By the mid ‘90s, Fayyad’s accomplishments were getting noticed by the Microsoft folks. The admiration wasn’t mutual at first – he declined their initial request for an interview. “I was very dismissive,” he says. “At JPL, we used Unix,” not a Microsoft product. But the Redmond powerhouse offered him something he couldn’t refuse: Ann all-expenses-paid vacation to Seattle for him and his family.

CHARMED. In return, it asked him to spend just one day touring the Microsoft campus. That day, he met Nick Besbeas, who was then working on market research for the MSN online service. They spoke about tracking consumer behavior online and how data mining might help. “When you talk to research scientists, you can get into philosophical questions over how things could be done,” Besbeas says. “But Usama was more practical. He came across as a guy who really knew his stuff.”

Not surprisingly, Fayyad left Seattle with a more favorable impression of Microsoft, but he claims that he still wasn’t ready to abandon JPL. Then, he says, the software king turned on its “recruiting machine.” It started sending toys to his kids and invited him to the launch party for Windows 95. One day, a delivery boy with a huge bouquet of flowers appeared at his office with two JPL security guards. Little by little, the tactics started to work. “I used to think I was immune to things like flowers and gifts,” he admits. “They shouldn’t affect your career decision, but in truth, they get to you.”

Microsoft’s commitment to long-term research also weighed heavily in Fayyad’s decision to sign up. In his first week on the job, he says, his bosses instructed him to think at least five years into the future on data-mining projects, later upping it to 10 years. Then came the clout of carrying a Microsoft business card. “If I walked into a major conference and started talking about tour plans for the next version of SQL Server, people would stop and listen,” he says. “You could push new technology and show them that data mining can play an amazing role with these database systems.”

Still, he couldn’t ignore the itch to break out on his own. Last year, he started seeking advice from old friends and colleagues, including Rajeev Motwani, a Stanford University computer-science professor and now an adviser to digiMine. “There’s a lot of ups and downs in a startup business, but Usama had the spark in him,” he says. “The person at the center of it all is what it’s all about. It’s more important than the technology.

COLLECTING RECRUITS. Meanwhile, Fayyad was also talking up his idea with Besbeas, by then a group manager in Microsoft’s application division, and Bassel Ojjeh, group program manager in its Internet business server division. Both had decided to leave the company and were thinking about what to do next. Soon the two had signed on to Fayyad’s plan.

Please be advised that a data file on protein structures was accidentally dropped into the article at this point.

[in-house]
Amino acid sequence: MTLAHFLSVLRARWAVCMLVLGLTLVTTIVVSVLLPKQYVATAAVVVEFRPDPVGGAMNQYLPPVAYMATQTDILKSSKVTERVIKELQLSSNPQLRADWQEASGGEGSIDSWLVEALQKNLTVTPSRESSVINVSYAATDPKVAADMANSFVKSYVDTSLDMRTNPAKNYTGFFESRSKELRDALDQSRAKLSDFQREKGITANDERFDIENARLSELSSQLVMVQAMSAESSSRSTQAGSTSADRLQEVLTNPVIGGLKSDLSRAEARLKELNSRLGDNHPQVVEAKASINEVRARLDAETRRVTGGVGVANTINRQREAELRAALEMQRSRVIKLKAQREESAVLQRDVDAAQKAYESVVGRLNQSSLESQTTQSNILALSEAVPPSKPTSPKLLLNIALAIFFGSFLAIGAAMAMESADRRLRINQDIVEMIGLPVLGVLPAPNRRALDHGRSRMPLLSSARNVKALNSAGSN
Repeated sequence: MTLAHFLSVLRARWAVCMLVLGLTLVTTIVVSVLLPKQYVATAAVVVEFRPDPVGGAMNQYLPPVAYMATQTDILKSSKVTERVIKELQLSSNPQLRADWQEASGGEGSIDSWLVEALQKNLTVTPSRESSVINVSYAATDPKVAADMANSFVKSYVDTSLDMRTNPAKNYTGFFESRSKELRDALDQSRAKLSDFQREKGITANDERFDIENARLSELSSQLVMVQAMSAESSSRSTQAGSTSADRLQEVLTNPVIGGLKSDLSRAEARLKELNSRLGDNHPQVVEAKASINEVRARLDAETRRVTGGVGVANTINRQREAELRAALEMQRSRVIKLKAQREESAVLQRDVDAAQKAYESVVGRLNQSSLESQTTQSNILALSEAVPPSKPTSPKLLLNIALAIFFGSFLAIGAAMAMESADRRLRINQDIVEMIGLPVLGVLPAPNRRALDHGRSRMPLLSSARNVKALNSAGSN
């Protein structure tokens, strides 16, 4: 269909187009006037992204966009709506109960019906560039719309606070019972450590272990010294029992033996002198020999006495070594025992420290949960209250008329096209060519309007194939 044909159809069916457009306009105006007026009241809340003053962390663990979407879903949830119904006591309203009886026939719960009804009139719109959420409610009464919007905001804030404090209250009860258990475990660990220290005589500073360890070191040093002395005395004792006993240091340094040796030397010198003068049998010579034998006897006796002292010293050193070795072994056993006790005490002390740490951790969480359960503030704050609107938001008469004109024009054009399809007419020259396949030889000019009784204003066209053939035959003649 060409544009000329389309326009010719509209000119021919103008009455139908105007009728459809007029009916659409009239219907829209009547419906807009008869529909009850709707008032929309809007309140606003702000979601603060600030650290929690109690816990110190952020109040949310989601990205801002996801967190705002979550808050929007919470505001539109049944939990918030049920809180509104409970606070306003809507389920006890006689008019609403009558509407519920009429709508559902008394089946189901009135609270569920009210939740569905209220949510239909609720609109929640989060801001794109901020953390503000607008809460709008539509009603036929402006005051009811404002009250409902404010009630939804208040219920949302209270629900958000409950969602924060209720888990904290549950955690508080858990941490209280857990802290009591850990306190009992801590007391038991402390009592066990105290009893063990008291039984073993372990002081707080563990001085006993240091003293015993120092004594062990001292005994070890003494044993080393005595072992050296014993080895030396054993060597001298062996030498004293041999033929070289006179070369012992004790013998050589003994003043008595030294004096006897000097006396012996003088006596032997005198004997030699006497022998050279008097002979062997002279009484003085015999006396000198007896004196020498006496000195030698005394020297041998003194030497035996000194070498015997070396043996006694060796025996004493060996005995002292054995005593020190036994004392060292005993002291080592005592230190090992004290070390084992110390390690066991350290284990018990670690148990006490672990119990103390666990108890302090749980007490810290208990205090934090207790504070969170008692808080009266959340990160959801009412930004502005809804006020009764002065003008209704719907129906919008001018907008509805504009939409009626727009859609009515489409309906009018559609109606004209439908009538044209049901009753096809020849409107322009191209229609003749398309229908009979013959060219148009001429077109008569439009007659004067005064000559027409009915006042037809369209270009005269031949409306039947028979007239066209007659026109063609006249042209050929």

Will their plan for digiMine fly? “The immediate value for clients is not data mining but the simple production reports that they can’t get on their own,” says Frank Gillet, senior analyst at Forrester Research. “Data mining will be gravy, if they get to it.” According to Besbeas, digiMine recently finished beta testing its product with more than a dozen companies and expects to name several charter customers for its subscription service in the coming weeks. Subscription fees start at $5,000 a month, he says.

Plenty of competitors are peddling similar services, however, IBM and SAS Institute are heavy hitters in the data-warehousing market. Web-focused outfits such as E.piphany also sell customer centric software that ferrets out who’s buying what when.

A BIG MINI-ME. Then there’s the never-ending debate over consumer privacy online. Will privacy issues cause e-businesses to limit their use of consumer data and in turn dry up business for companies such as digiMine? Fayyad says digiMine is focused on providing its clients with the infrastructure to store, manage, and put their data to use. To what degree clients plumb that data is their decision, he says, and right now, most of them are simply interested in learning how consumers navigate their Web sites.

For now, Fayyad, whom pal Jadallah calls a six-foot-four Mini Me for his resemblance to the Austin Powers character, is enjoying the ride. His one regret is that it all happened too fast. In the six months since that first breakfast at Hector’s, digiMine’s staff has grown to more than 60. And next week, the company will announce a second round of VC funding: $20 million. “In research, you can think about a problem for two months,” he says. “(At digiMine,) you just have to give it a quick thought, rely on your instincts, make a decision, an

By: Jennifer Gill

Source: Business Week Online